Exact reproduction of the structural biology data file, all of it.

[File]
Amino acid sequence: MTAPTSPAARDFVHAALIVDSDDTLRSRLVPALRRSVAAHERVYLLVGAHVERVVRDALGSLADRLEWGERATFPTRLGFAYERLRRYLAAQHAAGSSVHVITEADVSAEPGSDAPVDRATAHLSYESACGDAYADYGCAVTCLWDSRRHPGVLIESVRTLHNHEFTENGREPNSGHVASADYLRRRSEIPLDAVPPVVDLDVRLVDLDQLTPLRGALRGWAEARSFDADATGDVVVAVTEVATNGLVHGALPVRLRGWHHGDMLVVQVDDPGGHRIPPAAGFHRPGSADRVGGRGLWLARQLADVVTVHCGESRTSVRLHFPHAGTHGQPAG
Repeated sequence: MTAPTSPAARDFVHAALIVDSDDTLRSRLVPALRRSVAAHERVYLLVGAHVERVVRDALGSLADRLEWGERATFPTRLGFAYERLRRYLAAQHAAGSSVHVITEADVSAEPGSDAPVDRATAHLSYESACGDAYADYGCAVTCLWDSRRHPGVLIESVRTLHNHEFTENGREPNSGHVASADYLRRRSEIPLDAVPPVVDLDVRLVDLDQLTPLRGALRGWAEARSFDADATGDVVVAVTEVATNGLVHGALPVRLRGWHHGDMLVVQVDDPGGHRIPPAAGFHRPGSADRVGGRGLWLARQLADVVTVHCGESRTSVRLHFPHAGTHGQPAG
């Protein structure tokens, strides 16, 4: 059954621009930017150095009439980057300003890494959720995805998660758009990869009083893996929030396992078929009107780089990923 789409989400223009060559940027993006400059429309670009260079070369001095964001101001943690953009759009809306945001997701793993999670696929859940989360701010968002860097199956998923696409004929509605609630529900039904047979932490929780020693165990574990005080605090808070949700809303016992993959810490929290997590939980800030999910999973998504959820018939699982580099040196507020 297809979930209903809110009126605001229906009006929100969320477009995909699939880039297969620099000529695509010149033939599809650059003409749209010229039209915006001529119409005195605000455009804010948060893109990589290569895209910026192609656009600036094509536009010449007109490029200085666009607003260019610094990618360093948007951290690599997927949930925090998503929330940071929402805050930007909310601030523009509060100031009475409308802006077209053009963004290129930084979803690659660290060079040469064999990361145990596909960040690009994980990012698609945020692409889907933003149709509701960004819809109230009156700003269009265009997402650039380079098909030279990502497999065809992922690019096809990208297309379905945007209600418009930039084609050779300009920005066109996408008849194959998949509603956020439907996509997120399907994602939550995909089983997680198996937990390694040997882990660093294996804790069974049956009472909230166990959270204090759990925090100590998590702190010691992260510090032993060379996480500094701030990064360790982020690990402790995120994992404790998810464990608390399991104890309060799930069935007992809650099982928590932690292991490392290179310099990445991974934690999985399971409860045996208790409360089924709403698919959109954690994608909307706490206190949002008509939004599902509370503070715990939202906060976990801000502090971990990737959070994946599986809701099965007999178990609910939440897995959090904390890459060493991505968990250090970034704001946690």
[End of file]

Amino acid sequence: MTAPTSPAARDFVHAALIVDSDDTLRSRLVPALRRSVAAHERVYLLVGAHVERVVRDALGSLADRLEWGERATFPTRLGFAYERLRRYLAAQHAAGSSVHVITEADVSAEPGSDAPVDRATAHLSYESACGDAYADYGCAVTCLWDSRRHPGVLIESVRTLHNHEFTENGREPNSGHVASADYLRRRSEIPLDAVPPVVDLDVRLVDLDQLTPLRGALRGWAEARSFDADATGDVVVAVTEVATNGLVHGALPVRLRGWHHGDMLVVQVDDPGGHRIPPAAGFHRPGSADRVGGRGLWLARQLADVVTVHCGESRTSVRLHFPHAGTHGQPAG
Repeated sequence: MTAPTSPAARDFVHAALIVDSDDTLRSRLVPALRRSVAAHERVYLLVGAHVERVVRDALGSLADRLEWGERATFPTRLGFAYERLRRYLAAQHAAGSSVHVITEADVSAEPGSDAPVDRATAHLSYESACGDAYADYGCAVTCLWDSRRHPGVLIESVRTLHNHEFTENGREPNSGHVASADYLRRRSEIPLDAVPPVVDLDVRLVDLDQLTPLRGALRGWAEARSFDADATGDVVVAVTEVATNGLVHGALPVRLRGWHHGDMLVVQVDDPGGHRIPPAAGFHRPGSADRVGGRGLWLARQLADVVTVHCGESRTSVRLHFPHAGTHGQPAG
């Protein structure tokens, strides 16, 4: 059954621009930017150095009439980057300003890494959720995805998660758009990869009083893996929030396992078929009107780089990923 789409989400223009060559940027993006400059429309670009260079070369001095964001101001943690953009759009809306945001997701793993999670696929859940989360701010968002860097199956998923696409004929509605609630529900039904047979932490929780020693165990574990005080605090808070949700809303016992993959810490929290997590939980800030999910999973998504959820018939699982580099040196507020 297809979930209903809110009126605001229906009006929100969320477009995909699939880039297969620099000529695509010149033939599809650059003409749209010229039209915006001529119409005195605000455009804010948060893109990589290569895209910026192609656009600036094509536009010449007109490029200085666009607003260019610094990618360093948007951290690599997927949930925090998503929330940071929402805050930007909310601030523009509060100031009475409308802006077209053009963004290129930084979803690659660290060079040469064999990361145990596909960040690009994980990012698609945020692409889907933003149709509701960004819809109230009156700003269009265009997402650039380079098909030279990502497999065809992922690019096809990208297309379905945007209600418009930039084609050779300009920005066109996408008849194959998949509603956020439907996509997120399907994602939550995909089983997680198996937990390694040997882990660093294996804790069974049956009472909230166990959270204090759990925090100590998590702190010691992260510090032993060379996480500094701030990064360790982020690990402790995120994992404790998810464990608390399991104890309060799930069935007992809650099982928590932690292991490392290179310099990445991974934690999985399971409860045996208790409360089924709403698919959109954690994608909307706490206190949002008509939004599902509370503070715990939202906060976990801000502090971990990737959070994946599986809701099965007999178990609910939440897995959090904390890459060493991505968990250090970034704001946690």